Those who really love this activity may find work related to it. For instance, those who become really good at playing may become guitar instructors.

Likewise, they may get involved with a local group that performs in churches or at weddings. Finally, who has met a camp counselor who did not lead a campfire singalong with a guitar?

Getting Started

If you want to take up guitar playing, Mike O'Brien says you shouldn't buy an expensive electric as your first instrument.

"Just find yourself a cheap acoustic guitar for starters. An electric has much lighter strings and it's much easier to play than an acoustic."

Why would you start with an acoustic rather than a guitar? Because you will build up your hands better this way. After practicing and learning on an acoustic, you'll find the electric guitar a breeze.

Go shopping for a guitar. A cheap, playable acoustic can be found in your average pawnshop. You can also phone up music stores in your neighborhood and see what they have to offer. You don't need anything outrageous.

Rock is one of the easiest styles of music there is to learn. You don't have to take lessons if you can't afford them. Just get a how-to book on rock guitar methods, learn the basics and start trying to play along to your favorite tunes.

Guitarist Lawrence Delaney says that getting instruction is highly recommended for anyone wanting to go far with guitar.

"At the very least, you want to be able to communicate with other musicians about what you're playing," says Delaney. You'll need to communicate with other musicians if you ever hope to jam or play in a band.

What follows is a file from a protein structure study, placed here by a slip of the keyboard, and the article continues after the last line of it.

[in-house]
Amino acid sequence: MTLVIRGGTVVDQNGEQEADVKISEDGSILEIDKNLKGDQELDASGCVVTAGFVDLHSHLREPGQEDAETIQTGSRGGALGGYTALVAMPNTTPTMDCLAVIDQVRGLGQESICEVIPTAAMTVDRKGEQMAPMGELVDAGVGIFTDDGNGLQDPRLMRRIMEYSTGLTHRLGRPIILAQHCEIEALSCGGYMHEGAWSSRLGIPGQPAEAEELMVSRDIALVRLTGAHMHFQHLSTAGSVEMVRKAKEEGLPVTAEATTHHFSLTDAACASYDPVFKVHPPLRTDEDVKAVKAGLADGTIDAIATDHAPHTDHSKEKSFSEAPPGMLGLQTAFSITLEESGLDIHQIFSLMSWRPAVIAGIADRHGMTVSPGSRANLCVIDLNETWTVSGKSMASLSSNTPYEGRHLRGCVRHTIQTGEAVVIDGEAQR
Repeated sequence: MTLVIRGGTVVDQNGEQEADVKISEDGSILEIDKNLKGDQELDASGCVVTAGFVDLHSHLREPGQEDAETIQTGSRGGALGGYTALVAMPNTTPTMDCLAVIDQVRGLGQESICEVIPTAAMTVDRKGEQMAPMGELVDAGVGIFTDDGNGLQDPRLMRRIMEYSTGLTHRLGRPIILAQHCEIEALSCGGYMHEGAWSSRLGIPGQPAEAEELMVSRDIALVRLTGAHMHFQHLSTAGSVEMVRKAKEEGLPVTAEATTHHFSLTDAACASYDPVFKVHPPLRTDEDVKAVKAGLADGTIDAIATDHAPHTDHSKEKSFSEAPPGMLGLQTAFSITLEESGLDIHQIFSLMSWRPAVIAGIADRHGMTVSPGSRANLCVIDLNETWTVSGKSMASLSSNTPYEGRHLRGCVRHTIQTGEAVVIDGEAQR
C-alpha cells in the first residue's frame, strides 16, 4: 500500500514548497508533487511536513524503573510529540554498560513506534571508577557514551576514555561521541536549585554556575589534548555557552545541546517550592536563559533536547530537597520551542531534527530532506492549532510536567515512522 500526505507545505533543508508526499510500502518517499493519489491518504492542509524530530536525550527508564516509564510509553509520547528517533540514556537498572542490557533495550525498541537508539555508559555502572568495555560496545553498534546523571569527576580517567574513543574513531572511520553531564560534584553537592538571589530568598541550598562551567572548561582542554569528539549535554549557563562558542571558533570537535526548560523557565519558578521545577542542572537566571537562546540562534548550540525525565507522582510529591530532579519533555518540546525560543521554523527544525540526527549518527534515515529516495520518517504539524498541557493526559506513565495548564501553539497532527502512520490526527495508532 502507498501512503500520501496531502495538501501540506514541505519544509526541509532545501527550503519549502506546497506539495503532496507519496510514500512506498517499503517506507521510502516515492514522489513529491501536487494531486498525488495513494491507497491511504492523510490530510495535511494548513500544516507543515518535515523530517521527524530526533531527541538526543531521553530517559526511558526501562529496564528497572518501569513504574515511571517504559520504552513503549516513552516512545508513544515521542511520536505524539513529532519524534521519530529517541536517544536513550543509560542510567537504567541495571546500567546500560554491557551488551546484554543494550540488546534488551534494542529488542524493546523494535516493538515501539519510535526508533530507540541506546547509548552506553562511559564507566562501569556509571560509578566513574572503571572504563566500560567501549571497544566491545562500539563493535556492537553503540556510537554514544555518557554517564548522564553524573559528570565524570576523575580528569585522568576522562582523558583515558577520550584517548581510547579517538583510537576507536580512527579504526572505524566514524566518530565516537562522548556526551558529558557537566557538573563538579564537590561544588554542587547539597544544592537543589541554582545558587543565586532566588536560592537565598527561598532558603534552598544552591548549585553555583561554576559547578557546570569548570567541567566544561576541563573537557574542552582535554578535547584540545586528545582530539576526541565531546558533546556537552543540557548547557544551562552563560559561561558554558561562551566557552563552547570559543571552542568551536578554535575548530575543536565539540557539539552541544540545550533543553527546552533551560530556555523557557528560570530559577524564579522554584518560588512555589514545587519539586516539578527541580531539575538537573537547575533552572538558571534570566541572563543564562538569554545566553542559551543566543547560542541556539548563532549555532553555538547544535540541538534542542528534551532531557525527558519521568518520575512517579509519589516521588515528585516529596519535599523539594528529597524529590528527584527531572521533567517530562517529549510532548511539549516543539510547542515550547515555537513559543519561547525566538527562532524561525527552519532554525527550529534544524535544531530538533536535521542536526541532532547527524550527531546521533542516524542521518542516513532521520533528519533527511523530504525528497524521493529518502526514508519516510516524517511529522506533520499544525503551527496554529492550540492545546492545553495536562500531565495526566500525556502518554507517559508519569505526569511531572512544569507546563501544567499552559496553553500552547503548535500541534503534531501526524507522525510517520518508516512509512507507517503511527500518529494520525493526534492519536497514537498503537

"The important advantage of live lessons is that your teacher can watch you play, identify your problems and help you to correct them," agrees O'Brien.

"You should at least know the chord names and their relationships to each other," he says.

"Know keys, scales, major, minor, flats and sharps. All those things help you to talk about your music with other people and to understand a piece of music you haven't played before."

For those who really want to play guitar, consider the conservatory guitar method. You learn all about reading sheet music, fingering techniques and other fancy stuff. Yet O'Brien points out that ear training is equally important in the rock, folk and blues guitar world.

"You have a trained ear when you can listen to a song, tune in to its key and figure out the base melody or chord progression without having any sheet music to help you."

O'Brien says this is very important when it comes to solos and improvisation.

With all that in mind, lessons range from $15 to $30 an hour for private sessions, and less for group lessons. There are also helpful videos and CDs available on guitar method.


Georgia Fingerstyle Guitar Association
P.O. Box 5025
Marietta , GA   30061
E-mail :

Baltimore Classical Guitar Society
4607 Maple Ave.
Baltimore , MD   21227


Guitar World Online

Acoustic Guitar Central

Fingerstyle Guitar Magazine

GuitarOne Magazine

Zen Guitar,
by  Philip Toshio Sudo
The Guitar Handbook,
by  Ralph Denyer
1,000 Great Guitarists,
by  Hugh Gregory


The Acoustic Guitar Home Page
This page is devoted to all things relating to acoustic guitars

Interview with Joe Arteaga
Musician and teacher shares his views on playing the guitar, for fun and for a living

The WWW Guitar Advisor
Sections on choosing a guitar, how to care for a guitar, and a glossary of terms

Back to Career Cluster


  • Email Support

  • 1-800-GO-TO-XAP (1-800-468-6927)
    From outside the U.S., please call +1 (424) 750-3900


Powered by XAP

OCAP believes that financial literacy and understanding the financial aid process are critical aspects of college planning and student success. OCAP staff who work with students, parents, educators and community partners in the areas of personal finance education, state and federal financial aid, and student loan management do not provide financial, investment, legal, and/or tax advice. This website and all information provided is for general educational purposes only, and is not intended to be construed as financial, investment, legal, and/or tax advice.